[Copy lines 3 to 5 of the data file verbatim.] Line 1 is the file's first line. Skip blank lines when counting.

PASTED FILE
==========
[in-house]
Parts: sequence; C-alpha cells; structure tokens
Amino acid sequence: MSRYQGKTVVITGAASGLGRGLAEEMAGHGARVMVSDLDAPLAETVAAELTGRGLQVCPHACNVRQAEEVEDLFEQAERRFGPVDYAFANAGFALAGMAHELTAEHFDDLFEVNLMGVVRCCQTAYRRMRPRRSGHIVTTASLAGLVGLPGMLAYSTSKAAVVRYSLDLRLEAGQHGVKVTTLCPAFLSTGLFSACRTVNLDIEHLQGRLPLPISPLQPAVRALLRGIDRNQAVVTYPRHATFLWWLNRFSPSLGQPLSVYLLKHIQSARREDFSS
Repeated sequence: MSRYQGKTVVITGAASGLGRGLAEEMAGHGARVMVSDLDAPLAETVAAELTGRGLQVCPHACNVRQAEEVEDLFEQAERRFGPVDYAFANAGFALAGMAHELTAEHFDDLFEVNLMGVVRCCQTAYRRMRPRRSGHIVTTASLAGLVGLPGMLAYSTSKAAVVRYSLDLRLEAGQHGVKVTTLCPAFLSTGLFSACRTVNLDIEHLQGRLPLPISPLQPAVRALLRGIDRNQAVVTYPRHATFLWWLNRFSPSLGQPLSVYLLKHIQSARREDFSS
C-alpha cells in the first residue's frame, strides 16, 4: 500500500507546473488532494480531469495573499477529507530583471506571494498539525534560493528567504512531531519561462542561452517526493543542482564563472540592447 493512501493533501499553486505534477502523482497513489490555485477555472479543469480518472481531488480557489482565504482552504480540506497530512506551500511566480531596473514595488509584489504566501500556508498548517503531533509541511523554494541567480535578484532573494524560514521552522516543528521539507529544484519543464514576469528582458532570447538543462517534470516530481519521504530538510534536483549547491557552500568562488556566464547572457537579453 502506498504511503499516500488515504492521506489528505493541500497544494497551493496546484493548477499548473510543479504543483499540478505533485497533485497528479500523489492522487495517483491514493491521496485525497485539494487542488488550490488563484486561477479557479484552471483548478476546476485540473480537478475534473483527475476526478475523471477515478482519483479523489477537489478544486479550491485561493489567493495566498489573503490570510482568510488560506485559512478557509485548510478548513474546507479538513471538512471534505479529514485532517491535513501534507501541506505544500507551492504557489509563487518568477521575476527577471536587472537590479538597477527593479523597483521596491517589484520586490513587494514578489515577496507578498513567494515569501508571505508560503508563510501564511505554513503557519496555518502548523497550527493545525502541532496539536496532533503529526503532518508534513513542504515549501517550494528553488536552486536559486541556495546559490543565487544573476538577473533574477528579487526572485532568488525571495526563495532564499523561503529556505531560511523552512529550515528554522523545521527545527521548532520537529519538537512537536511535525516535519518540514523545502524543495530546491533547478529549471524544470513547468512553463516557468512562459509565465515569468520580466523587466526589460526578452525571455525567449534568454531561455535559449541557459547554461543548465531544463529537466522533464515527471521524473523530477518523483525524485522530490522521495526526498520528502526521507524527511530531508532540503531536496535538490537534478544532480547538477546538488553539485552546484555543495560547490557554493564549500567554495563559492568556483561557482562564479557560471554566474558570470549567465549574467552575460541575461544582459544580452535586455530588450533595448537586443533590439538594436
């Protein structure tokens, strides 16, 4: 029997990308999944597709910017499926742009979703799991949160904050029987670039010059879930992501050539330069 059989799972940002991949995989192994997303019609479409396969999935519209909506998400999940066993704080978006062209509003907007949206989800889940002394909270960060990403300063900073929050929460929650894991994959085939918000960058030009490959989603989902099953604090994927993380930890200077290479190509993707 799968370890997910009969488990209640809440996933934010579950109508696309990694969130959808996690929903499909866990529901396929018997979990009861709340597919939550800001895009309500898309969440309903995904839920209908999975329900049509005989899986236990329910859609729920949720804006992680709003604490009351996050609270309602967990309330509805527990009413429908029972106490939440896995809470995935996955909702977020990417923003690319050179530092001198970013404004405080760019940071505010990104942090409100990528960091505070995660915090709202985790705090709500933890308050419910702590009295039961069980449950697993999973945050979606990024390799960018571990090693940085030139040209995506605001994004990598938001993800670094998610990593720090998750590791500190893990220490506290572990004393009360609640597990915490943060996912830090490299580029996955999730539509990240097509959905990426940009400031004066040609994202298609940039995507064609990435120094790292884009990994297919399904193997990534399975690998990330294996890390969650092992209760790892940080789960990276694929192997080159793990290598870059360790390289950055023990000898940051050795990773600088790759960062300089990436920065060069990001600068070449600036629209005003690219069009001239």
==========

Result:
Amino acid sequence: MSRYQGKTVVITGAASGLGRGLAEEMAGHGARVMVSDLDAPLAETVAAELTGRGLQVCPHACNVRQAEEVEDLFEQAERRFGPVDYAFANAGFALAGMAHELTAEHFDDLFEVNLMGVVRCCQTAYRRMRPRRSGHIVTTASLAGLVGLPGMLAYSTSKAAVVRYSLDLRLEAGQHGVKVTTLCPAFLSTGLFSACRTVNLDIEHLQGRLPLPISPLQPAVRALLRGIDRNQAVVTYPRHATFLWWLNRFSPSLGQPLSVYLLKHIQSARREDFSS
Repeated sequence: MSRYQGKTVVITGAASGLGRGLAEEMAGHGARVMVSDLDAPLAETVAAELTGRGLQVCPHACNVRQAEEVEDLFEQAERRFGPVDYAFANAGFALAGMAHELTAEHFDDLFEVNLMGVVRCCQTAYRRMRPRRSGHIVTTASLAGLVGLPGMLAYSTSKAAVVRYSLDLRLEAGQHGVKVTTLCPAFLSTGLFSACRTVNLDIEHLQGRLPLPISPLQPAVRALLRGIDRNQAVVTYPRHATFLWWLNRFSPSLGQPLSVYLLKHIQSARREDFSS
C-alpha cells in the first residue's frame, strides 16, 4: 500500500507546473488532494480531469495573499477529507530583471506571494498539525534560493528567504512531531519561462542561452517526493543542482564563472540592447 493512501493533501499553486505534477502523482497513489490555485477555472479543469480518472481531488480557489482565504482552504480540506497530512506551500511566480531596473514595488509584489504566501500556508498548517503531533509541511523554494541567480535578484532573494524560514521552522516543528521539507529544484519543464514576469528582458532570447538543462517534470516530481519521504530538510534536483549547491557552500568562488556566464547572457537579453 502506498504511503499516500488515504492521506489528505493541500497544494497551493496546484493548477499548473510543479504543483499540478505533485497533485497528479500523489492522487495517483491514493491521496485525497485539494487542488488550490488563484486561477479557479484552471483548478476546476485540473480537478475534473483527475476526478475523471477515478482519483479523489477537489478544486479550491485561493489567493495566498489573503490570510482568510488560506485559512478557509485548510478548513474546507479538513471538512471534505479529514485532517491535513501534507501541506505544500507551492504557489509563487518568477521575476527577471536587472537590479538597477527593479523597483521596491517589484520586490513587494514578489515577496507578498513567494515569501508571505508560503508563510501564511505554513503557519496555518502548523497550527493545525502541532496539536496532533503529526503532518508534513513542504515549501517550494528553488536552486536559486541556495546559490543565487544573476538577473533574477528579487526572485532568488525571495526563495532564499523561503529556505531560511523552512529550515528554522523545521527545527521548532520537529519538537512537536511535525516535519518540514523545502524543495530546491533547478529549471524544470513547468512553463516557468512562459509565465515569468520580466523587466526589460526578452525571455525567449534568454531561455535559449541557459547554461543548465531544463529537466522533464515527471521524473523530477518523483525524485522530490522521495526526498520528502526521507524527511530531508532540503531536496535538490537534478544532480547538477546538488553539485552546484555543495560547490557554493564549500567554495563559492568556483561557482562564479557560471554566474558570470549567465549574467552575460541575461544582459544580452535586455530588450533595448537586443533590439538594436